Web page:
She was buzzing with enthusiasm when I picked her up, and I felt so proud once again of what she has accomplished. The lovely doctor she met for the first time who gave her the injections greeted her by calling her “the visiting celebrity” much to her amusement. 

We had been invited to stay with a couple of friends who live up in the hills to the south of the city centre. It’s been such an interesting visit, as we share many passions that involve getting out and about in the great Australian outdoors. They have two thirds of an acre that‘s heavily planted with all manner of vegetables and fruits, with chickens clucking away and laying the most gorgeous rich yellow yoked eggs.

Mike and Kim and their loyal pooches
A 7km walk around the neighbourhood with the dogs, Cooper and Rikki
A babbling creek that runs close to their house has a new walkway alongside it
Princess Tassie enjoyed exploring the garden while the dogs were away but stealthily ignored the chickens 🐓

One dinner in particular will always stick in our minds as they had taken their tinny (small metal tin boat with an outboard motor) down to the city beach and just a few hundred metres offshore sunk a line and some crabbing pots. Apparently the sea there is rich in blue swimmer crabs, almost at plague proportions at the moment. Lovely to hear that something is thriving so well in these climatically challenged times. Well, they were absolutely delicious, together with some small garfish and herring they also caught. A salad picked fresh from the garden, and washed down with a local chardy. Then peaches straight off their tree. What an absolute feast of fresh bounty!

Look at this absolute feast!

Another couple of friends had agreed to join us for a paddle and they suggested a local spot that was a dolphin sanctuary. We crossed our fingers and sure enough up shows a small pod pottering round us having a fish. The weather was just perfect, not too hot considering the time of year. Adelaide can have some scorching weather but we are currently delighting in La Nina dominating, bringing some fresher temperatures and the odd shower or two. 

Peter the dolphin whisperer
Nicky snaps an obliging dolphin on her phone
And a flippered friend passes us by
Missile or dolphin?
Loving the freedom this inflatable boat provides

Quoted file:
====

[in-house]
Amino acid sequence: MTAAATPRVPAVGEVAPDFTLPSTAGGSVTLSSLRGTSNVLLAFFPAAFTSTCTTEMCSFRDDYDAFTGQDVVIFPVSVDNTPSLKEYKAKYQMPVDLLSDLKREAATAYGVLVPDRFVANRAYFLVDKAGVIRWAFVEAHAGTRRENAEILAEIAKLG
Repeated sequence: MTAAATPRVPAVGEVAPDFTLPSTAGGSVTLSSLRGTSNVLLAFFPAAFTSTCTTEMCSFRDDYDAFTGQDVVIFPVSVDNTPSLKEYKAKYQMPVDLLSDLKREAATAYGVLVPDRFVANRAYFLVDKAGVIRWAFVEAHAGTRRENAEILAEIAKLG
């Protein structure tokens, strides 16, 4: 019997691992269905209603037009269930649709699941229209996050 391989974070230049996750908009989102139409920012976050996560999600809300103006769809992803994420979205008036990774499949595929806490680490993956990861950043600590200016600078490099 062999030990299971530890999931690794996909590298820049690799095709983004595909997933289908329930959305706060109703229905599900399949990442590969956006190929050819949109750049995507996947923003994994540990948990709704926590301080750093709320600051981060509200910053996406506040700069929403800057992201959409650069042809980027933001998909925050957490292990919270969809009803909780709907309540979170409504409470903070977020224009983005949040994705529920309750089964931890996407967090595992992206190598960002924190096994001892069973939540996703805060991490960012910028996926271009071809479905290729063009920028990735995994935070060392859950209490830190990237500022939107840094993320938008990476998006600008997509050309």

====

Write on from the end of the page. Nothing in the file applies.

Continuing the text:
Longtime friends, musicians and dolphin whisperers, Pete and Nicky

As well as activities, eating and drinking, it has also been a busy few days getting jobs done while we are in a city, like haircuts, and shopping.

We have had some issues with our Land Cruiser’s 12 volt accessories, a legacy of some poor workmanship back when we initially had the vehicle fitted out in Sydney. A visit to Toyota ensued, and they also told me after running an engine scan that I should have a “trans wash”. I clearly looked a bit bewildered, and somewhat nervous. The young lad then hastily clarified, a transmission wash out. I briefed an audible sigh of relief and booked that in.

I also found a local auto electrician, who after examining our vehicle for a few minutes asked me if it was a Prado. Now that may not seem like a red flag unless you are familiar with the Australian car scene, but let me tell you it did not inspire confidence. He was all we could find at short notice, and added zero value but still charged me his call-out fee! Not happy…. now we have a booking in ten days time at a business specialising in the area we need. It just means a shorter trip to the Yorke Peninsula than we had planned – no great hardship. So let‘s keep our fingers crossed the electrics behave themselves while we away. 

Happy haircut and a bruise on the neck from injections!

14-15 January: A dalliance with the Coonawarra wine region in South Australia

Author: Mr A

Location: Penola, South East South Australia

We cruised into the Coonawarra wine region with some excitement, it was the only wine region in Australia we are aware of that we haven’t visited. Fortified with a brunch stop just outside of the small town of Penola, we decided to have a look at Balnaves Winery as I had remembered drinking a number of their high end Cab Savs. Checking first they had enough space for us to bring the caravan in, we found ourselves parked up next to a fabulous rose garden, that of course our little Burmese princess had to explore.

The lovely rose gardens at Balnaves Cellar Door

We really enjoyed the wines, although found the person providing the tasting woefully lacking in any knowledge of them. She basically told us what was on the label.